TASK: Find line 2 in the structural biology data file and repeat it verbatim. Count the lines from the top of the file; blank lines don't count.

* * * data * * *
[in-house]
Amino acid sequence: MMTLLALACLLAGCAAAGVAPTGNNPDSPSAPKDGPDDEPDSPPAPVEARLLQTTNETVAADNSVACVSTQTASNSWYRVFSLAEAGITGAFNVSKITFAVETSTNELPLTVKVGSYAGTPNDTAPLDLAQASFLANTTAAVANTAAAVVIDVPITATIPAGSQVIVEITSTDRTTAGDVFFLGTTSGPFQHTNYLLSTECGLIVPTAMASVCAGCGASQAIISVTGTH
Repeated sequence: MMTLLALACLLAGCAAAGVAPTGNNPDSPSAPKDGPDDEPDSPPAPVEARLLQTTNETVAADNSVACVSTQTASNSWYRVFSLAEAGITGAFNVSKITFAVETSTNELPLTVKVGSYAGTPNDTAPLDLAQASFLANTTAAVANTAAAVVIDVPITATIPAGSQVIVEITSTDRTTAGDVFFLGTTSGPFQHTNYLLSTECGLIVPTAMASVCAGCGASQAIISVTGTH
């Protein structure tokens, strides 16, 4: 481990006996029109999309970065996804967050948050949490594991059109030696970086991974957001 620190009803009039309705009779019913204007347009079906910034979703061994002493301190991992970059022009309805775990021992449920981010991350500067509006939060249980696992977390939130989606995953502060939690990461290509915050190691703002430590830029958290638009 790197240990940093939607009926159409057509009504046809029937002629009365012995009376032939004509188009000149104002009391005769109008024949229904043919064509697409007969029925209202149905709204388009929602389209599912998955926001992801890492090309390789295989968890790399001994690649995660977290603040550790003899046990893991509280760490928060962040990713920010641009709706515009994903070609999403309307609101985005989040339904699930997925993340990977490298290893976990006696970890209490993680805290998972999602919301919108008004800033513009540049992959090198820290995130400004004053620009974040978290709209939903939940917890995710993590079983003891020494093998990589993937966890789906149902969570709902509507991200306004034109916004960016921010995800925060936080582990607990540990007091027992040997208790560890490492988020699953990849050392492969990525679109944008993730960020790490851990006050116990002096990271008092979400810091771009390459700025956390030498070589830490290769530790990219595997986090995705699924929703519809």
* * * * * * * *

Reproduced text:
Amino acid sequence: MMTLLALACLLAGCAAAGVAPTGNNPDSPSAPKDGPDDEPDSPPAPVEARLLQTTNETVAADNSVACVSTQTASNSWYRVFSLAEAGITGAFNVSKITFAVETSTNELPLTVKVGSYAGTPNDTAPLDLAQASFLANTTAAVANTAAAVVIDVPITATIPAGSQVIVEITSTDRTTAGDVFFLGTTSGPFQHTNYLLSTECGLIVPTAMASVCAGCGASQAIISVTGTH